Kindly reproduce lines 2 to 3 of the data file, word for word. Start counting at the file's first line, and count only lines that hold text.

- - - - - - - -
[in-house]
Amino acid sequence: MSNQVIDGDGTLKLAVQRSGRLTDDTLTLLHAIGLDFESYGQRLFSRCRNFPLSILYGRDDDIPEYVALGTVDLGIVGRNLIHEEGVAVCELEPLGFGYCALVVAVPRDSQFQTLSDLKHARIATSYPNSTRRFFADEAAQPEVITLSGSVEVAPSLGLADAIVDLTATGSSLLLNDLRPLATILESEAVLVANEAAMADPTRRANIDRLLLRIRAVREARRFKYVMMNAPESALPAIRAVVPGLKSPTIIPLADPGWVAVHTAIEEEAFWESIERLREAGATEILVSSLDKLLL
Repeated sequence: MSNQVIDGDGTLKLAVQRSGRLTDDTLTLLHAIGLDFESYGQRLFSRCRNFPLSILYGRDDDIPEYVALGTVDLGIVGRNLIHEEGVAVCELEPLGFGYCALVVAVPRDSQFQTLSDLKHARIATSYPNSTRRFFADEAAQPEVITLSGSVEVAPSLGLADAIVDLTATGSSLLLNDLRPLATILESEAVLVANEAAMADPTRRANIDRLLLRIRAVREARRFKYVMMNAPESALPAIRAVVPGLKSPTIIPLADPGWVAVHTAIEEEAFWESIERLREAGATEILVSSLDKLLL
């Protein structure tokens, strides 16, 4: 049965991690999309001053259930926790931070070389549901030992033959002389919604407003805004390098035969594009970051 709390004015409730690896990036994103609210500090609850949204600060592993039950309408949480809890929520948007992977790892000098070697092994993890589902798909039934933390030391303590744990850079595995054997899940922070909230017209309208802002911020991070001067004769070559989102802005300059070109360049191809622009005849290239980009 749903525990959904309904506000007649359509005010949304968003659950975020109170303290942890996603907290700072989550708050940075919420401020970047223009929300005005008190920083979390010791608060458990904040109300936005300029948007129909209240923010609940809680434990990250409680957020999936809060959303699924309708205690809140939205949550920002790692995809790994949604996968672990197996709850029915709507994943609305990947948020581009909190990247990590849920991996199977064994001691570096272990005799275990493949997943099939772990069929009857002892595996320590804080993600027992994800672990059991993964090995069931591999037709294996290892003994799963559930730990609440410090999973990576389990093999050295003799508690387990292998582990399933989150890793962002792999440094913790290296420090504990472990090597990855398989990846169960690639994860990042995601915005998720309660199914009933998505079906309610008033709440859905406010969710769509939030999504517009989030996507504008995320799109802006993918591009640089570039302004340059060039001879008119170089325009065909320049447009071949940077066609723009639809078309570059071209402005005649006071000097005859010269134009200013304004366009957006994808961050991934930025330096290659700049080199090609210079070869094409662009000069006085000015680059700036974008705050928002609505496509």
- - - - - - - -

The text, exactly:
Amino acid sequence: MSNQVIDGDGTLKLAVQRSGRLTDDTLTLLHAIGLDFESYGQRLFSRCRNFPLSILYGRDDDIPEYVALGTVDLGIVGRNLIHEEGVAVCELEPLGFGYCALVVAVPRDSQFQTLSDLKHARIATSYPNSTRRFFADEAAQPEVITLSGSVEVAPSLGLADAIVDLTATGSSLLLNDLRPLATILESEAVLVANEAAMADPTRRANIDRLLLRIRAVREARRFKYVMMNAPESALPAIRAVVPGLKSPTIIPLADPGWVAVHTAIEEEAFWESIERLREAGATEILVSSLDKLLL
Repeated sequence: MSNQVIDGDGTLKLAVQRSGRLTDDTLTLLHAIGLDFESYGQRLFSRCRNFPLSILYGRDDDIPEYVALGTVDLGIVGRNLIHEEGVAVCELEPLGFGYCALVVAVPRDSQFQTLSDLKHARIATSYPNSTRRFFADEAAQPEVITLSGSVEVAPSLGLADAIVDLTATGSSLLLNDLRPLATILESEAVLVANEAAMADPTRRANIDRLLLRIRAVREARRFKYVMMNAPESALPAIRAVVPGLKSPTIIPLADPGWVAVHTAIEEEAFWESIERLREAGATEILVSSLDKLLL